Potential interests and limits of magnetic and electrical stimulation techniques to assess neuromuscular fatigue

G. Y. Millet*, D. Bachasson, J. Temesi, B. Wuyam, L. Féasson, S. Vergès, P. Lévy

*Corresponding author for this work

Research output: Contribution to journalArticlepeer-review

28 Citations (Scopus)

Abstract

Neuromuscular function can change under different conditions such as ageing, training/detraining, long-term spaceflight, environmental conditions (e.g. hypoxia, hyperthermia), disease, therapy/retraining programs and also with the appearance of fatigue. Neuromuscular fatigue can be defined as any decrease in maximal voluntary strength or power. There is no standardized method to induce fatigue and various protocols involving different contraction patterns (such as sustained or intermittent submaximal isometric or dynamic contractions on isokinetic or custom chairs) have been used. Probably due to lack of motivation/cooperation, results of fatigue resistance protocols are more variable in patients than in healthy subjects. Magnetic and electrical stimulation techniques allow non-invasive assessment of central and peripheral origins of fatigue. They also allow investigation of different types of muscle fatigue when combining various types of stimulation with force/surface EMG measurements. Since maximal electrical stimuli may be uncomfortable or even sometimes painful, several alternative methods have been recently proposed: submaximal muscle stimulation, low/high-frequency paired pulses instead of tetanic stimuli and the use of magnetic stimulation at the peripheral level.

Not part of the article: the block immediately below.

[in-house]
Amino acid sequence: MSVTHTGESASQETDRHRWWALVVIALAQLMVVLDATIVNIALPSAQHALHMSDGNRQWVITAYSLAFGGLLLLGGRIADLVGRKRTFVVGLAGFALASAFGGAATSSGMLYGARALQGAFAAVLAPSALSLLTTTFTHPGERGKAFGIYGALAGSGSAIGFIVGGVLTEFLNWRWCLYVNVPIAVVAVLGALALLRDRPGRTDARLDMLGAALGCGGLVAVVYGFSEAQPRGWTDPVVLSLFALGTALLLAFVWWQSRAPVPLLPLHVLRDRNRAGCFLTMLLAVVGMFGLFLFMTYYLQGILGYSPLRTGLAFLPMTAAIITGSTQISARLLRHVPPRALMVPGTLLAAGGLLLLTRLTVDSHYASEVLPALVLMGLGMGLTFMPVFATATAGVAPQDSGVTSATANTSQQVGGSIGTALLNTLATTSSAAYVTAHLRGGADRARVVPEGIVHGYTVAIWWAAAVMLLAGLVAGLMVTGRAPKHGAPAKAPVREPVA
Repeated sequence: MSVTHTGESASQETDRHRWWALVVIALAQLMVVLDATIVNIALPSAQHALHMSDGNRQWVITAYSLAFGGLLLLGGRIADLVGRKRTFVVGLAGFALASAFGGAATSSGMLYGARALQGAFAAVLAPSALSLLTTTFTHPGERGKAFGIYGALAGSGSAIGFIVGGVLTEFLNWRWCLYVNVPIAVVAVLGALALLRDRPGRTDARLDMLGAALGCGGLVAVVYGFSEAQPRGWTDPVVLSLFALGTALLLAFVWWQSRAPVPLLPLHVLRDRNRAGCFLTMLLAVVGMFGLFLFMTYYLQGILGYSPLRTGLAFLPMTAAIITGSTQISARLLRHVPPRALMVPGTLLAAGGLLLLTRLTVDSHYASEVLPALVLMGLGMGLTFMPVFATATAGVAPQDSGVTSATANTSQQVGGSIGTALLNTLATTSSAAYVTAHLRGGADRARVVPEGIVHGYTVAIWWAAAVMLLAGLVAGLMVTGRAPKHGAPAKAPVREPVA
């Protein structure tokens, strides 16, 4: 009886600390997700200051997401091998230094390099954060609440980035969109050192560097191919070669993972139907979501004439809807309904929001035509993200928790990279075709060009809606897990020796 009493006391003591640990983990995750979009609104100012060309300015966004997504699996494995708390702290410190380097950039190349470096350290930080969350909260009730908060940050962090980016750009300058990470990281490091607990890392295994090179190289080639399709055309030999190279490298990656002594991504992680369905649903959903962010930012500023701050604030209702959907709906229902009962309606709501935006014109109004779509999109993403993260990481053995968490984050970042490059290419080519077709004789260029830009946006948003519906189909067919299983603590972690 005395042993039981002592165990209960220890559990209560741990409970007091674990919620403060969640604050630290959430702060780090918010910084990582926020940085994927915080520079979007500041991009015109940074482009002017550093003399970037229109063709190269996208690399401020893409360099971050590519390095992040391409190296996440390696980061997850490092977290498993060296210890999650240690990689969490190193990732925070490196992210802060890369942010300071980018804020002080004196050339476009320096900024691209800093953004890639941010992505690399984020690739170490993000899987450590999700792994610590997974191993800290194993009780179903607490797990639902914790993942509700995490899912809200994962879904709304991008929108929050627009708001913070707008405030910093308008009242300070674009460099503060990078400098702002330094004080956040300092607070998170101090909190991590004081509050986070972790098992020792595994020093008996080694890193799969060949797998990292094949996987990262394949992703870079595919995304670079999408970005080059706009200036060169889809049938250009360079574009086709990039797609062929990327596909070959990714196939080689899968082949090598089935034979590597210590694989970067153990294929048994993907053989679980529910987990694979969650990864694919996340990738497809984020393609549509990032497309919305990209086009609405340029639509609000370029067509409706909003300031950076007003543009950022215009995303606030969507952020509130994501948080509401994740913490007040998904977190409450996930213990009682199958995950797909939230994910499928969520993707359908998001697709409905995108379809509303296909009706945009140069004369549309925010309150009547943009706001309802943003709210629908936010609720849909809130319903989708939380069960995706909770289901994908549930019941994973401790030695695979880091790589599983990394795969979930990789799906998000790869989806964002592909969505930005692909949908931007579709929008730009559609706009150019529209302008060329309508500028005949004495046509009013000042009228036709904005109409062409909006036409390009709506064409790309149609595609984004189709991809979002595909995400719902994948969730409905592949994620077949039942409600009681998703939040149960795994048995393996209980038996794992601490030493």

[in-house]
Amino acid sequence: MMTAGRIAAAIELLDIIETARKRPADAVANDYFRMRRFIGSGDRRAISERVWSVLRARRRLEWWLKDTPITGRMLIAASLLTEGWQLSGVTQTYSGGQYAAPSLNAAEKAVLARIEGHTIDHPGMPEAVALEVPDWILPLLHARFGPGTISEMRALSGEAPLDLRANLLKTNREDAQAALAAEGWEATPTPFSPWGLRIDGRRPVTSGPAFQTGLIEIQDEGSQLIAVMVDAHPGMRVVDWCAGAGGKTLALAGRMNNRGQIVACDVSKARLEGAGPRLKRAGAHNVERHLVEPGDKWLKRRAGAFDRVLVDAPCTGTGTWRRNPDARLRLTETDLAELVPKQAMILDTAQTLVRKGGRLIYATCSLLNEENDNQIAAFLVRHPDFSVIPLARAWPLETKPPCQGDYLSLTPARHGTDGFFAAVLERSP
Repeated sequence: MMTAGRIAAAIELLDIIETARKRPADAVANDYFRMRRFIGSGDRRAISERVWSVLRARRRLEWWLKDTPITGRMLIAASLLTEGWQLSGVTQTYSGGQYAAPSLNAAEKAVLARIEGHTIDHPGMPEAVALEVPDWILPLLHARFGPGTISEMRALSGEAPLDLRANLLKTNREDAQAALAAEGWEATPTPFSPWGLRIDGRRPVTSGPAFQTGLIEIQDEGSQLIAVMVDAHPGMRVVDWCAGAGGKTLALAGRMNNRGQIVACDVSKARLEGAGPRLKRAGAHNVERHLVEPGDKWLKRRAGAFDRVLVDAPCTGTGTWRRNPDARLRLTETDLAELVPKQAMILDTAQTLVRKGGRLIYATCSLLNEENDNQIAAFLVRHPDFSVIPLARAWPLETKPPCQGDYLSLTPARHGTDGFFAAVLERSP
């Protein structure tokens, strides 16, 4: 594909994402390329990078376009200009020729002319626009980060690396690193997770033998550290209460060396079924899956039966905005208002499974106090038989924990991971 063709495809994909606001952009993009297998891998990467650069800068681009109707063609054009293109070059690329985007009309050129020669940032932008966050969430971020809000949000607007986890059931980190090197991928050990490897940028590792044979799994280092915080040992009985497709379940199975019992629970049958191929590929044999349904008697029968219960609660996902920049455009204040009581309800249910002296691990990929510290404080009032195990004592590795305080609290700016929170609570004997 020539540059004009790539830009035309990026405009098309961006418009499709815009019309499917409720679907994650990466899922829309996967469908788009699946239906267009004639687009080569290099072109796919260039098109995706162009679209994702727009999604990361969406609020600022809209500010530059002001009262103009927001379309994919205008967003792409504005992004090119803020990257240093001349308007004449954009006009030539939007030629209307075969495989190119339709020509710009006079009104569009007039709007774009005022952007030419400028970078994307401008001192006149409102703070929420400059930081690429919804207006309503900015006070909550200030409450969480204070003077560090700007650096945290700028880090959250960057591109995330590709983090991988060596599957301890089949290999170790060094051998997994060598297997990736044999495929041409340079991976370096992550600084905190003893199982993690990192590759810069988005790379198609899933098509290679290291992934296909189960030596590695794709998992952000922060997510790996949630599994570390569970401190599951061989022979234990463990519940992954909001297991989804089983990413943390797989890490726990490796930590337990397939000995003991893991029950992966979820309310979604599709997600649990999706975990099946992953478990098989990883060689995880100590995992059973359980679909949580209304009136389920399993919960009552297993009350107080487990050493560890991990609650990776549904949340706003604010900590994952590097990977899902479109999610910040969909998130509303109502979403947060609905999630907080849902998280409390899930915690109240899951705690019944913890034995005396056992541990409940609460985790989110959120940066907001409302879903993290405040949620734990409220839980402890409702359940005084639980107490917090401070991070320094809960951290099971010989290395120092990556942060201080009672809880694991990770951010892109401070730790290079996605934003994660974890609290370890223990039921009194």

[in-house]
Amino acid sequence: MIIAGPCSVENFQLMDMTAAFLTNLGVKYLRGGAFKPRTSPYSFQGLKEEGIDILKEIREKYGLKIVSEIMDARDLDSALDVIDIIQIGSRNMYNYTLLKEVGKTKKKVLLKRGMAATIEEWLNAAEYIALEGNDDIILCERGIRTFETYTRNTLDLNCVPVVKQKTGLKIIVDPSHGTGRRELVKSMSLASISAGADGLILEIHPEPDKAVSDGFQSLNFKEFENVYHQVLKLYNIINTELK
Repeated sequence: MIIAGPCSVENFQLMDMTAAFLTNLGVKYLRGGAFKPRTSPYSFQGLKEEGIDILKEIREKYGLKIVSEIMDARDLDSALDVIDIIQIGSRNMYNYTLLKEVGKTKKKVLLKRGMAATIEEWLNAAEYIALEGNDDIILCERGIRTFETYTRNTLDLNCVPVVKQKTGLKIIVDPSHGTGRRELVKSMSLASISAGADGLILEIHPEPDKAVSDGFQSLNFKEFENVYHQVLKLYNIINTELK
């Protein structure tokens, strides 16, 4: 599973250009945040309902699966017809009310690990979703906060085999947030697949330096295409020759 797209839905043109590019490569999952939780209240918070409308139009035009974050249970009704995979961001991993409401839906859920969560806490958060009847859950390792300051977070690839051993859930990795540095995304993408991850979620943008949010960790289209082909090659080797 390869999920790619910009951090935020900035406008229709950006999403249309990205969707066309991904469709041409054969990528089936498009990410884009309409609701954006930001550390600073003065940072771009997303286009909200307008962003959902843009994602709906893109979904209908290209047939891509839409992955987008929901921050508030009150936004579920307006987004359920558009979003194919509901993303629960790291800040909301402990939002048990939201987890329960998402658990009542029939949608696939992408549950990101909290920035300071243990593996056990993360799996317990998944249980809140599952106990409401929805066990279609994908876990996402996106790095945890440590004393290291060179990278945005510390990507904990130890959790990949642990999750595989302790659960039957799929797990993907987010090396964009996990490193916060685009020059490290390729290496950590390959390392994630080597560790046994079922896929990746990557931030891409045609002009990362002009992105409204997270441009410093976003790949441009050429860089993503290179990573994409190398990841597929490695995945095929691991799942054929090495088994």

Original languageEnglish
Pages (from-to)S181-S186
Number of pages6
JournalNeuromuscular Disorders
Volume22
Issue numberSUPPL. 3
Early online date23 Nov 2012
DOIs
Publication statusPublished - 1 Dec 2012

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